Of course I had it all planned out. That's just the way I did things. Third year of residency, I had a three month window in which to conceive and not delay my graduation BUT still have a decent amount of time to stay home with my kid before starting The Job. It's just...laughable, looking back on it now. But at the time, I really thought it was just going to happen. It's not like I hadn't counseled patients on conception before. I even invested in the super-giganto pack of ovulation tests from Costco.

Well, the Window of Conception came and went, and for the first time, there was a breakdown in The Plan. I had already signed my contract with my new job and wasn't due to start until January, and so I decided to enjoy this unexpected time off. After taking the FP boards, I went on several business trips with my poor neglected husband, got a trainer and lost the "Residency 30", read books that had nothing to do with medicine whatsoever, and rehabilitated my yard. It was great. I hadn't been that happy in YEARS!

For all appearances, it seemed that I had managed to find The Dream Job. It was a small private practice in a nice suburban community. I would be jobsharing with the only female partner, and if I liked it, I could buy into the practice. Call it an omen, I knew I was in trouble when an elderly woman I was seeing as a drop-in patient for "a little breathing trouble" coded in the exam room and later died in the ICU on my VERY FIRST DAY.

:: sigh ::

Well, dreams can also become nightmares and that is what happened with this job. I'm not really one of those people who believes that "everything happens for a reason" but I am so lucky we didn't get pregnant during residency because dealing with this job and a baby would have completely sent me over the edge. My jobshare partner had communication issues, in that she simply didn't. Her charting was crappy at best, and it was not uncommon for me to see one of her patients for "follow-up" on an issue (undocumented) being treated with a medication (also undocumented). I felt like I would do better if I got a great big hat and held charts up to my head like Johnny Carson's Karnac.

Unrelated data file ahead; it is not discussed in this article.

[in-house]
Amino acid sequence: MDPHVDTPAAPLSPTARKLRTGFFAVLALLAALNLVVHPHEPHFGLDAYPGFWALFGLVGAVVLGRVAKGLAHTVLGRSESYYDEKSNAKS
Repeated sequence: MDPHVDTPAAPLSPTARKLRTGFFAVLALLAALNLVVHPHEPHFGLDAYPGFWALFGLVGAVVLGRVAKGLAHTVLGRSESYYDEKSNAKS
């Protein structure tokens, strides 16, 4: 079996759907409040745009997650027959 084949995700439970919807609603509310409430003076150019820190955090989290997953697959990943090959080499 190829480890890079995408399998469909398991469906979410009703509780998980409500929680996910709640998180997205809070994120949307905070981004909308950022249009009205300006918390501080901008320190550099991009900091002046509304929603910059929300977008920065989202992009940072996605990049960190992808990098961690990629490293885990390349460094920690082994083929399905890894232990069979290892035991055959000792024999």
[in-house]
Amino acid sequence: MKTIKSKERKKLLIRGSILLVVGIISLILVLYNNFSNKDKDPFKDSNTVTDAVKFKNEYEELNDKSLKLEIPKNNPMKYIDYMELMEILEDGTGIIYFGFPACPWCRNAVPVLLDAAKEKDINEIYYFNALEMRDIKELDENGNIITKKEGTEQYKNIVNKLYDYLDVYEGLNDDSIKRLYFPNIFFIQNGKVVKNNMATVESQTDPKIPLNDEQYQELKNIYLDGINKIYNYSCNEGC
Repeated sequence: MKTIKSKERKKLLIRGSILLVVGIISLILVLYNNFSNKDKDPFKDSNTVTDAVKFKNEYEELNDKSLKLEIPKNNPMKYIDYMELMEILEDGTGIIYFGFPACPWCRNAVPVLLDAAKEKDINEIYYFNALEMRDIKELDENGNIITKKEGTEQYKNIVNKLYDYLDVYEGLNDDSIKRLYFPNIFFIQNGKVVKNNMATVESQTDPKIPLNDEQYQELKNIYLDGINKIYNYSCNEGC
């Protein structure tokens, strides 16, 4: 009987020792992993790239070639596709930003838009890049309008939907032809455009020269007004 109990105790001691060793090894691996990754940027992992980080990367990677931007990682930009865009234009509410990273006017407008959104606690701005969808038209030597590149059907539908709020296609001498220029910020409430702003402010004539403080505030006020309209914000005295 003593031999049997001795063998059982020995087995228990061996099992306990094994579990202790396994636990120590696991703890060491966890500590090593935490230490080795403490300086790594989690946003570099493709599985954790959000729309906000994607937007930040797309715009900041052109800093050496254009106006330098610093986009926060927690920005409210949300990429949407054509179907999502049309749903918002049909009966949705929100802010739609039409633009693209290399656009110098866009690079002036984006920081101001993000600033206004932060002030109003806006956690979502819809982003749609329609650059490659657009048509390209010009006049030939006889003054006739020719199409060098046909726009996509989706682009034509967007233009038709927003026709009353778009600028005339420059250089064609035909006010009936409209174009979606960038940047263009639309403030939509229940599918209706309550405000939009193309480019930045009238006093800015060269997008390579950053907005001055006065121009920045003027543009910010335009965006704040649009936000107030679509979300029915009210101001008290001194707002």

After only three months, I found myself longing for residency. How WARPED is that? But at least in residency, I trusted my partners to give good signout and my patients had actual MEDICAL issues. I tired very quickly of seeing self-entitled patients who just wanted me to give them the Magic Pill that would help them sleep, improve their mood, cure menopause, and make them lose 20 pounds, all by next month. The practice was poorly run, and although I was supposedly part-time, I was on call 24/7 for my OB patients, and took call in the same rotation as my full-time partners.

I was horribly stressed, because I really wanted to make this job work, but we also wanted to start our family and I knew that with my husband's job taking him out of town 2-3 times a month, and my inability to predict when somebody would go into labor or need to be admitted, we would need to get a live-in nanny. Why bother having kids if you aren't going to be around to raise them? This is when I revised The Plan. I would stick it out at The Job for a year and in that time we would work on getting pregnant. I didn't want to burn any bridges, and so if the job situation didn't improve, I could give my notice and blame it on needing a job that had no OB, and no inpatient work instead of my inability to tolerate the Clinic of Chaos. My decision was made the day my jobshare partner told me that she only took 2 weeks off from work with their second baby, and that I "should really think about how much time you want to take off because it's really going to place a burden on the rest of the partners."

Two weeks? Ha! Bye-bye nightmare first job!

I was six months pregnant when I stopped working and I didn't see the point in starting a new job just to go on maternity leave. So, I happily gestated. I went to movies, organized lunches with my physician friends, did a little nesting. The New Plan involved finding a job at an urgent care when my kidlet was 3 or 4 months old. Not ideal for an FP who is trained to build relationships with patients and provide continuity of care, but at least I could work in the evenings when my husband could be home, and there would be no call.

And then my daughter was born.

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14 years 6 months ago #70526 by TBird
THE ANTI-PLAN

Someday I will find a painting or sculpture that captures all of the emotions that come the first time you get to see and hold your baby, because I know that I just don't have the words. Everybody tells you how much your life will change; how the way you view the world will be completely different, but I don't think I even had a clue until my daughter was born.